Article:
Date of Report
February 8, 2021
Little River: 392cfs / 2.44 feet
Pigeon: 843cfs / 2.62 feet
Oconaluftee: 545cfs / 1.94 feet
Water Temperatures (approximate)
Low elevations: 37 – 40 degrees
Mid elevations: 33 – 36 degrees
High elevations: 32 degrees
Conditions are what you’d likely expect in February. Water temperatures are way below ideal and fishing is very slow. Streams are running full on the Tennessee side of the park from recent rainfall. Use extra caution as some of the bigger streams may be difficult to wade. Most streams on the North Carolina side are at normal flows and will be easier to navigate. However, water temperatures are a little colder on the NC side as well, so pick your poison!
We get a pretty nice warm-up through the week, but as that warm-up melts high elevation snow, don’t expect much in the way of warming water temperatures. That warming trend also comes with what may be significant rainfall, so water levels may come up substantially after Thursday. And another cold front with snow expected over the weekend.
Other than seeking out slower water, you want to fish the warmest water possible right now. Try to concentrate your efforts on the middle of the day, stick to the lower elevations and look for areas that get a little more sunlight.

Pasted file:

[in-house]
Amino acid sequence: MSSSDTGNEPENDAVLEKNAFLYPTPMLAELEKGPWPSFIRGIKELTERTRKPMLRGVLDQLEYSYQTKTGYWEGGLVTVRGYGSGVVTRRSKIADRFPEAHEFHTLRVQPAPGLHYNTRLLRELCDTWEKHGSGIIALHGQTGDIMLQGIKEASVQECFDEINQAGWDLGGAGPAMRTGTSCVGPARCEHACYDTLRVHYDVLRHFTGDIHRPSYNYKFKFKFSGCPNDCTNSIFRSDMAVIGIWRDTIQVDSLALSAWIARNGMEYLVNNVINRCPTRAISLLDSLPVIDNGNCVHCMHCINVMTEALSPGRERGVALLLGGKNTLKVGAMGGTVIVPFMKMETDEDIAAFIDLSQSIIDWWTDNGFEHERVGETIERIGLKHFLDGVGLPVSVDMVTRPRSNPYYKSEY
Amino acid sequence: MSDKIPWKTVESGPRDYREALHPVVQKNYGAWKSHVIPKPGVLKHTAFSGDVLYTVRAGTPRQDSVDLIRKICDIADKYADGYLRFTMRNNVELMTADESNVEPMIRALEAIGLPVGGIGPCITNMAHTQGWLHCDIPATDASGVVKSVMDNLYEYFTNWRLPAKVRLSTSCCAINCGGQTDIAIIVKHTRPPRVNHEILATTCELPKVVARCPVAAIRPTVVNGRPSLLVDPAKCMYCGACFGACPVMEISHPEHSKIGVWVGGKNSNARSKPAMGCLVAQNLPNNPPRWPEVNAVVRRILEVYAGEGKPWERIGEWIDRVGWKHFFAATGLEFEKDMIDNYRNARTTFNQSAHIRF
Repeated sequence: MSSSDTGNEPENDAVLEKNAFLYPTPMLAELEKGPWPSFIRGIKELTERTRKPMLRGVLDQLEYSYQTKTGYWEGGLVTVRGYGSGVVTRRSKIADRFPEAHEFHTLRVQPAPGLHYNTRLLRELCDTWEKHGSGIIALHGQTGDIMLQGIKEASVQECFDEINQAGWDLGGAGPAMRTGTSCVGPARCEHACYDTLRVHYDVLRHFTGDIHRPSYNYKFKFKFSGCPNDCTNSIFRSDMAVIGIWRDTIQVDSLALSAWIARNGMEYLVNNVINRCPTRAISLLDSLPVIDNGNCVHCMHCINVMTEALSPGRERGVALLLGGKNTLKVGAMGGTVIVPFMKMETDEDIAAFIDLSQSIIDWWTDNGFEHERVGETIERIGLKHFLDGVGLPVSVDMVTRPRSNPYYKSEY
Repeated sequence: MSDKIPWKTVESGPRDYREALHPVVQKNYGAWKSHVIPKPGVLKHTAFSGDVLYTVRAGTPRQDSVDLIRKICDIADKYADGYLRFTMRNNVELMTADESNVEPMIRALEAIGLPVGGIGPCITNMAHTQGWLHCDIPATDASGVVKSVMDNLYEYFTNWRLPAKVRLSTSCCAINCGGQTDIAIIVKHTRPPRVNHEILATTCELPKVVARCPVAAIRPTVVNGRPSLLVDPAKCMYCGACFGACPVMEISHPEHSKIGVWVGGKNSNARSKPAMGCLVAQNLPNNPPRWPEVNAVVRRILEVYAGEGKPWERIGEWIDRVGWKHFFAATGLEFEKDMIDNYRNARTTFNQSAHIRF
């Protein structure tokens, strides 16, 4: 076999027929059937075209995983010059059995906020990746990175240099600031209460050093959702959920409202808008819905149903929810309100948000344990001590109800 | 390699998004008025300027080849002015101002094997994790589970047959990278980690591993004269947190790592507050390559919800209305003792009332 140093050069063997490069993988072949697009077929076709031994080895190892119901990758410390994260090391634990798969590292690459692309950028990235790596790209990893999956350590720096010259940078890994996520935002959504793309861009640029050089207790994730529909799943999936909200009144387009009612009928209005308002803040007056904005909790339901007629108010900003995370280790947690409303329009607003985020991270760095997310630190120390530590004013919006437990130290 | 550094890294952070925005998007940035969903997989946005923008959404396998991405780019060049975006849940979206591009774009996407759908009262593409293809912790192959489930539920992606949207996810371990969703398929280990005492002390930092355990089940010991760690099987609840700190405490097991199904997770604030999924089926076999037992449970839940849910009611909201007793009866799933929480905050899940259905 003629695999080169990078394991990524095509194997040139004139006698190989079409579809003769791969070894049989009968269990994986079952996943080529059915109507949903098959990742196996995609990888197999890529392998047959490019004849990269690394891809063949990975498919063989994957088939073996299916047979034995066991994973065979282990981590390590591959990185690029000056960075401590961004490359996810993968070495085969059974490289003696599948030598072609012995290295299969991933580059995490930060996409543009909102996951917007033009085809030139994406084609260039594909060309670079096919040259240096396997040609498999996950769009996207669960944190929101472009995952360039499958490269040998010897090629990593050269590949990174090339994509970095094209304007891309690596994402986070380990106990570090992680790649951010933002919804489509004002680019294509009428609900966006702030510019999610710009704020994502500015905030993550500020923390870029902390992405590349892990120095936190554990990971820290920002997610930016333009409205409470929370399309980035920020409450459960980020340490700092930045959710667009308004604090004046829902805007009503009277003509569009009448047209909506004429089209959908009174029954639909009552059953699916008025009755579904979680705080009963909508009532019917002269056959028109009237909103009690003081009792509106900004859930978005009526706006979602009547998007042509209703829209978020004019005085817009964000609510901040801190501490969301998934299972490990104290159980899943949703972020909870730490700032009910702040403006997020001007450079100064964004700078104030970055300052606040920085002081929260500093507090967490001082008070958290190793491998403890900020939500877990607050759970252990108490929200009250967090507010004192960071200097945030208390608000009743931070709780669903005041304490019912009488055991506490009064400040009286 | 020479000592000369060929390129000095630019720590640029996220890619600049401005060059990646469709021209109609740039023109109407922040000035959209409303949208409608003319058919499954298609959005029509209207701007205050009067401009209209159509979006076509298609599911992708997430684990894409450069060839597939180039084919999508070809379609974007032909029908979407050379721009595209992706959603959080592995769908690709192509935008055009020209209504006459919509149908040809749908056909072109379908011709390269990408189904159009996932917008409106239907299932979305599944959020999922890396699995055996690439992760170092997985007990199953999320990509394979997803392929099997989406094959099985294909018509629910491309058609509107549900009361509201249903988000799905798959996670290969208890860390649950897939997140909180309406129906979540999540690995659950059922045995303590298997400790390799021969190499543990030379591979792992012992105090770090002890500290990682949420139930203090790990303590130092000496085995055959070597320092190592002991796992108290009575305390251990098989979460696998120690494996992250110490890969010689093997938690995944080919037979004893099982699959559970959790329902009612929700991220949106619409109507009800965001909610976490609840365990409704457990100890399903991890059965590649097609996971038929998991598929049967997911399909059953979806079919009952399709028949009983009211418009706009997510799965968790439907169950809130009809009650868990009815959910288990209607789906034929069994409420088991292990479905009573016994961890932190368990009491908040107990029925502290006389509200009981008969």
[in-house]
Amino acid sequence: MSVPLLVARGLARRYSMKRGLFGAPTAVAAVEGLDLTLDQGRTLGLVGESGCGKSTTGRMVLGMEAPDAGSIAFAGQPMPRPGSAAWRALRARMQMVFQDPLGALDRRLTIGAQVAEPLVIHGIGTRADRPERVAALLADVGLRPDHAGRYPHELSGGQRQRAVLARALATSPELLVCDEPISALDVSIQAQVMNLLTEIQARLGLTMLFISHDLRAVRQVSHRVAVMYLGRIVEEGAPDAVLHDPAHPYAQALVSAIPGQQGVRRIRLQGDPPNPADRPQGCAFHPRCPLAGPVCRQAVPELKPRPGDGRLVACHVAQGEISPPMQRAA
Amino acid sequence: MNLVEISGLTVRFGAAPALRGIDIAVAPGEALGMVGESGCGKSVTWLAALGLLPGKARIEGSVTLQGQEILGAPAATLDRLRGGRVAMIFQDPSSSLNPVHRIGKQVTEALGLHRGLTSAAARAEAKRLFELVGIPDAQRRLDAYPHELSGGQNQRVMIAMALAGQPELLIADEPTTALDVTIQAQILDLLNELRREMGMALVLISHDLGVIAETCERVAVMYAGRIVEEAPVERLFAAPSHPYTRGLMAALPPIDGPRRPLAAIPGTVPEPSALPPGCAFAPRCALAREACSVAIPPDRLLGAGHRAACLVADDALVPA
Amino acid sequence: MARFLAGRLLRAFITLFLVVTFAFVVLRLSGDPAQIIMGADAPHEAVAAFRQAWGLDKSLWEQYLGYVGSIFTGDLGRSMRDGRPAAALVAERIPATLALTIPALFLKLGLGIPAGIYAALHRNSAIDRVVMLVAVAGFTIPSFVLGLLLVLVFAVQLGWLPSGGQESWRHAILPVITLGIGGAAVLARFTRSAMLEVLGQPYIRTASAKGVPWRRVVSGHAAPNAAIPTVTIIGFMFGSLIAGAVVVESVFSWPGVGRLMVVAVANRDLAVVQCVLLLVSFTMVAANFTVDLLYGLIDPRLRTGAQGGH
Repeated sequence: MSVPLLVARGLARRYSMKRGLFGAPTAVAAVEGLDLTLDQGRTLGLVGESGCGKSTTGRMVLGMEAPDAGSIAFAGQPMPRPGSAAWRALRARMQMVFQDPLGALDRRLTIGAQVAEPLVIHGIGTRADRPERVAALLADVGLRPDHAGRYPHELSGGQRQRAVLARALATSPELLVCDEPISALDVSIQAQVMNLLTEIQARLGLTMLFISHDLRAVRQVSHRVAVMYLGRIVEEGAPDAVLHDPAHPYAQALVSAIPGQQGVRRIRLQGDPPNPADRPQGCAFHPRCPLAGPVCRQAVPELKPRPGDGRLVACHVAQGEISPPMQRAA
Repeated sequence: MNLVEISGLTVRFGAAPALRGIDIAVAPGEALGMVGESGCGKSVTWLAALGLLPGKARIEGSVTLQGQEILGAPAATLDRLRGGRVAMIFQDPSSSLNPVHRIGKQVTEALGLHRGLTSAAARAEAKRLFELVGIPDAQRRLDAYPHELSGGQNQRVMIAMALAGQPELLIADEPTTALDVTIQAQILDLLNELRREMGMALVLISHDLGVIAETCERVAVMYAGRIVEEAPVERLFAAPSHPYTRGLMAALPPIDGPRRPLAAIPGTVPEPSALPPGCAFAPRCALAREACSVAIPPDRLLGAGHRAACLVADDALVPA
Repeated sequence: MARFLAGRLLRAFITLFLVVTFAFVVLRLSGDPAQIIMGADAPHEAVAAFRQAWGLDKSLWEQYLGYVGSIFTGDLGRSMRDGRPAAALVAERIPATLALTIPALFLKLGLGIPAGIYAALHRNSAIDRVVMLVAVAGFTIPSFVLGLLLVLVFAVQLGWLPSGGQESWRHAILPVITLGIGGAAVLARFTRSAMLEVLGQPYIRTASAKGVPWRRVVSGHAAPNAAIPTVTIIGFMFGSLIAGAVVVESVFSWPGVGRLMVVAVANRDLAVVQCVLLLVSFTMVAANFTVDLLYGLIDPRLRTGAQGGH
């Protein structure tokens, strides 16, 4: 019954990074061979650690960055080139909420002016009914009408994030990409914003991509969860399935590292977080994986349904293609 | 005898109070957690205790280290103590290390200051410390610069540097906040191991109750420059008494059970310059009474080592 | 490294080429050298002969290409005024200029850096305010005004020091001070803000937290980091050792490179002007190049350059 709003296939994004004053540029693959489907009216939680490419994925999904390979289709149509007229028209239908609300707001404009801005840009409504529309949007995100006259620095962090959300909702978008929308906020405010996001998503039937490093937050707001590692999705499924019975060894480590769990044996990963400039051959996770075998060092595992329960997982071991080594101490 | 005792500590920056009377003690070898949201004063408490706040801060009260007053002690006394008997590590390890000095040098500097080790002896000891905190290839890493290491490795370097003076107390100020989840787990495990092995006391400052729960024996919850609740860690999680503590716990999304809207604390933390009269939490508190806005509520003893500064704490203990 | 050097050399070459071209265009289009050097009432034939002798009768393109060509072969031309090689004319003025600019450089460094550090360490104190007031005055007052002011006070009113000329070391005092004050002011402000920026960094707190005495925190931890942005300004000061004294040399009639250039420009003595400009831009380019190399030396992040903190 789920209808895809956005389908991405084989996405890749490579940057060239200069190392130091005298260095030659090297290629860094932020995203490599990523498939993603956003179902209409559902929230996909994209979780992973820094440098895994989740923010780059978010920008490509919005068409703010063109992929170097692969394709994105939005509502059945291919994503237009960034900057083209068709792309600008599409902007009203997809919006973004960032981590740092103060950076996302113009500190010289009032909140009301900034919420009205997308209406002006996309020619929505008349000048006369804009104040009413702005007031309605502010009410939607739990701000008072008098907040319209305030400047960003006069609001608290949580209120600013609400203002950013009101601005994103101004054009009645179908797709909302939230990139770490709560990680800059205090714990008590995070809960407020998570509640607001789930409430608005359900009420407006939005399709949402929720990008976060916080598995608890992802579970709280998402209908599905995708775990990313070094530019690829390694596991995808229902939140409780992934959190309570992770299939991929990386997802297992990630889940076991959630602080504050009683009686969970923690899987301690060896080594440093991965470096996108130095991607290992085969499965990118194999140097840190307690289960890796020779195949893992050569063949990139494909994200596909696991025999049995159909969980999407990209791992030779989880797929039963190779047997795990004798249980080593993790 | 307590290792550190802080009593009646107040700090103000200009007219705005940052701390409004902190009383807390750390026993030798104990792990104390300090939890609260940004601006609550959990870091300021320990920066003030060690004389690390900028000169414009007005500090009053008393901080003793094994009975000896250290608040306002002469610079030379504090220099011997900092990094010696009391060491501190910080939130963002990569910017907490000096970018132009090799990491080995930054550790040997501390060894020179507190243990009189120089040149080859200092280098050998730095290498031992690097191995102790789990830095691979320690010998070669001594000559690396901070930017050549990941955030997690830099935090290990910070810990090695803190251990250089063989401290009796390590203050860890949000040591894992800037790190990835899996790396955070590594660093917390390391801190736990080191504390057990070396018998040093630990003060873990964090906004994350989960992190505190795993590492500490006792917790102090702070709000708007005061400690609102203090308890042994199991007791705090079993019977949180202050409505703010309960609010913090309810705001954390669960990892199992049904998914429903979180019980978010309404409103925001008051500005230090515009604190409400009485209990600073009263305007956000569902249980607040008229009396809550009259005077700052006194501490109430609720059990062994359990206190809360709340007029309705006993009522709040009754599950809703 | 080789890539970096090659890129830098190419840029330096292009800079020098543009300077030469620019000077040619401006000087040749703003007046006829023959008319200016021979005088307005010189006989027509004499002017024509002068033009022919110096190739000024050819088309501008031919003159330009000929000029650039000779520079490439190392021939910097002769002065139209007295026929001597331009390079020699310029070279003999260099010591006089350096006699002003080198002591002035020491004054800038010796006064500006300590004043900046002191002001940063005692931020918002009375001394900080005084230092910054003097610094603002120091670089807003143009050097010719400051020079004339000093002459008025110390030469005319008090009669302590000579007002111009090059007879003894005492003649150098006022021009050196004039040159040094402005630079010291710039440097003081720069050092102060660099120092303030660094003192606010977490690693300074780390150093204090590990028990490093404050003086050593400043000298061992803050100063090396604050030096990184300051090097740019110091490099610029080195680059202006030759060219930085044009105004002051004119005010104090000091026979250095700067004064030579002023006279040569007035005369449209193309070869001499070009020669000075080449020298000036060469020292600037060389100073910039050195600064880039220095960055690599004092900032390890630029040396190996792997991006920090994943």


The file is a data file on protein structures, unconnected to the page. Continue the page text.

There is very little in the way of hatches this time of year but you may run into the occasional Blue Wing Olive. Small dark stoneflies and caddis may also make an appearance. Most everything coming off the water will be small, in the #18 – 20 range. I would primarily fish dark colored nymphs deep and slow. A black or olive Zebra Midge would be a good bet. I do well with “peacock flies” in the #14 – 16 range this time of year, like Zug Bugs, Prince Nymphs, etc. In the right water, a larger stonefly nymph may entice a nice brown trout.